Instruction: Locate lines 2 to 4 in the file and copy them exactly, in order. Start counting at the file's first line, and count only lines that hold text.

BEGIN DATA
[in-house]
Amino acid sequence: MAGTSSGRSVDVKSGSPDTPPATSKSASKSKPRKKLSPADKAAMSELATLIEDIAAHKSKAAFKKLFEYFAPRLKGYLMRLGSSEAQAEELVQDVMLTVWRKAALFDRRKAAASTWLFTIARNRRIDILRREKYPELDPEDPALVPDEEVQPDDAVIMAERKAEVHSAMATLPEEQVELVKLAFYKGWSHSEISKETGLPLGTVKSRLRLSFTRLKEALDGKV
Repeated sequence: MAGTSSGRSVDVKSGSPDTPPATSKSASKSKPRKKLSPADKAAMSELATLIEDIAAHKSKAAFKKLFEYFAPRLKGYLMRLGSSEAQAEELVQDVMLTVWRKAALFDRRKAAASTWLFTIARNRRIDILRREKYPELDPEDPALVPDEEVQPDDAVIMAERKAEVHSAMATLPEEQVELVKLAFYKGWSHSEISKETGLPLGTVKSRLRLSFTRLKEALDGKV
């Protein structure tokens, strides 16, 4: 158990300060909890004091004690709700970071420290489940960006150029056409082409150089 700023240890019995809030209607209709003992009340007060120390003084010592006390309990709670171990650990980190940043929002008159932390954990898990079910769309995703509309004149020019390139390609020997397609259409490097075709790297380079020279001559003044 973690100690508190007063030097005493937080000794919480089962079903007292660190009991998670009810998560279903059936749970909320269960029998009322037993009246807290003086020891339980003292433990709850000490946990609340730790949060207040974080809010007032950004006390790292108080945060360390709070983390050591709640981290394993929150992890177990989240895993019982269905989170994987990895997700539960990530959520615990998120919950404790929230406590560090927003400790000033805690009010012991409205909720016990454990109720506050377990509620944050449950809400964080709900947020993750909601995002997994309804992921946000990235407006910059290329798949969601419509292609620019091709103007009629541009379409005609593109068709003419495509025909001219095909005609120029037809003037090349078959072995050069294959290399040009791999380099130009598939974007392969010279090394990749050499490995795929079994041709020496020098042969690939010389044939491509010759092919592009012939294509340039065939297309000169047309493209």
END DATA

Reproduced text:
Amino acid sequence: MAGTSSGRSVDVKSGSPDTPPATSKSASKSKPRKKLSPADKAAMSELATLIEDIAAHKSKAAFKKLFEYFAPRLKGYLMRLGSSEAQAEELVQDVMLTVWRKAALFDRRKAAASTWLFTIARNRRIDILRREKYPELDPEDPALVPDEEVQPDDAVIMAERKAEVHSAMATLPEEQVELVKLAFYKGWSHSEISKETGLPLGTVKSRLRLSFTRLKEALDGKV
Repeated sequence: MAGTSSGRSVDVKSGSPDTPPATSKSASKSKPRKKLSPADKAAMSELATLIEDIAAHKSKAAFKKLFEYFAPRLKGYLMRLGSSEAQAEELVQDVMLTVWRKAALFDRRKAAASTWLFTIARNRRIDILRREKYPELDPEDPALVPDEEVQPDDAVIMAERKAEVHSAMATLPEEQVELVKLAFYKGWSHSEISKETGLPLGTVKSRLRLSFTRLKEALDGKV
């Protein structure tokens, strides 16, 4: 158990300060909890004091004690709700970071420290489940960006150029056409082409150089 700023240890019995809030209607209709003992009340007060120390003084010592006390309990709670171990650990980190940043929002008159932390954990898990079910769309995703509309004149020019390139390609020997397609259409490097075709790297380079020279001559003044 973690100690508190007063030097005493937080000794919480089962079903007292660190009991998670009810998560279903059936749970909320269960029998009322037993009246807290003086020891339980003292433990709850000490946990609340730790949060207040974080809010007032950004006390790292108080945060360390709070983390050591709640981290394993929150992890177990989240895993019982269905989170994987990895997700539960990530959520615990998120919950404790929230406590560090927003400790000033805690009010012991409205909720016990454990109720506050377990509620944050449950809400964080709900947020993750909601995002997994309804992921946000990235407006910059290329798949969601419509292609620019091709103007009629541009379409005609593109068709003419495509025909001219095909005609120029037809003037090349078959072995050069294959290399040009791999380099130009598939974007392969010279090394990749050499490995795929079994041709020496020098042969690939010389044939491509010759092919592009012939294509340039065939297309000169047309493209």